He writes that his 1977 birth was accompanied by fireworks, though they had nothing to do with him. He writes of traveling to Czechoslovakia at age five to spend a few months with his maternal grandparents, where he recalls a border officer objected to his coat. “I remember looking around the room and seeing how afraid all the Czech citizens were on my behalf,” he says, because of course a little boy in a room of strangers coming off an airplane would be the center of everyone’s attention.

Rewriting History

Junior doesn’t limit himself to rewriting personal history. His cartoon version of the Sixties had me laughing out loud.

At page 112 Junior writes that “JFK would be considered alt-right today.”

He describes President Lyndon B. Johnson’s Great Society programs as an attempt to “appease the New Left by ushering through a socialist agenda” with food stamps, universal medical care for older Americans and minimal gun controls. Never mind that Johnson had been engaged in how to address poverty since 1928 when he taught poor Mexican-American children in a Texas border town.

Junior then asserts that “the hippies of the New Left had traded their peace signs for raised fists and terrorist organizations.” Ah, to live inside such a simplistic, ahistorical bubble of Trumpian nonsense.

Promoting Bad Manners

Junior complains about “political correctness.” And just what does that term mean? To Junior, it is an epithet that reveals how those he detests are weak-minded, oppressive and liberal.

Without saying so directly, Junior establishes his dislike of good manners and civility, which is what political correctness is about, flaws and all. Junior offers a dog whistle to those white Americans who believe they are oppressed because in decent society one can’t use racial and religious slurs without consequences.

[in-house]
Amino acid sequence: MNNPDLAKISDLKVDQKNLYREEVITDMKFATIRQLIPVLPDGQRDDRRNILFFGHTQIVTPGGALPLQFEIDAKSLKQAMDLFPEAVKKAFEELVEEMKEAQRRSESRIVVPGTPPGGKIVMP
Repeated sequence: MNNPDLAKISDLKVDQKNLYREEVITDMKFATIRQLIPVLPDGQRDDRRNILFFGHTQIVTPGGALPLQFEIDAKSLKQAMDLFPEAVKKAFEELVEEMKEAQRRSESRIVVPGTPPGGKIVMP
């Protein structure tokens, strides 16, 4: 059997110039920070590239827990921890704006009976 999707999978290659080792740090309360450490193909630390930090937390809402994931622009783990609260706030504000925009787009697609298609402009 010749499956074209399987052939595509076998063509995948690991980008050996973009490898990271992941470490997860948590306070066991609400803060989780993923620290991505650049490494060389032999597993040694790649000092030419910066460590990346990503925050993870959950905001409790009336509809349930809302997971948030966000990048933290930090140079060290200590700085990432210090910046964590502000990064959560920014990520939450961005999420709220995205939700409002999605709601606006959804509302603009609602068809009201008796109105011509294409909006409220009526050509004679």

“The Democrat Party,” Junior writes, “has tilted so far to the left that it threatens to collapse any day.”

He wrote that, or agreed to what others wrote for him, months after the Democratic Party (its correct name) won the House in 2018 by garnering nine million more votes than Republicans. That supposedly failing political party has a growing roster of registered voters and a growing list of wins in elections, some of them in deep red states like Alabama.

A Pre-Birth Miracle

But wait, Junior gets even crazier in making stuff up.

He describes President Franklin D. Roosevelt as “the man who practically invented the labor union.” Never mind that the first recorded union strike in America took place in 1768, more than a century before the patrician FDR’s birth in 1882.

There are bits of fact and truth in the book. Junior says his father has “almost completely reconfigured” the Republican Party in just three years. That’s true.

But then Junior undoes this by asserting that the pre-Trump GOP existed as “a political entity, frankly, was headed toward extinction.”

Never mind that Republicans controlled the House, Senate and White House during the first half of Trump’s presidency and yet failed to accomplish anything but a huge increase in future taxes by going on a military spending binge and borrowing cast sums to create the appearance of income tax cuts.

Since 2016 the GOP has been shrinking, down now to only 29 percent of voters. That’s almost identical to the 28 percent of voters who declare themselves independent of both major parties.

Chased Off Stage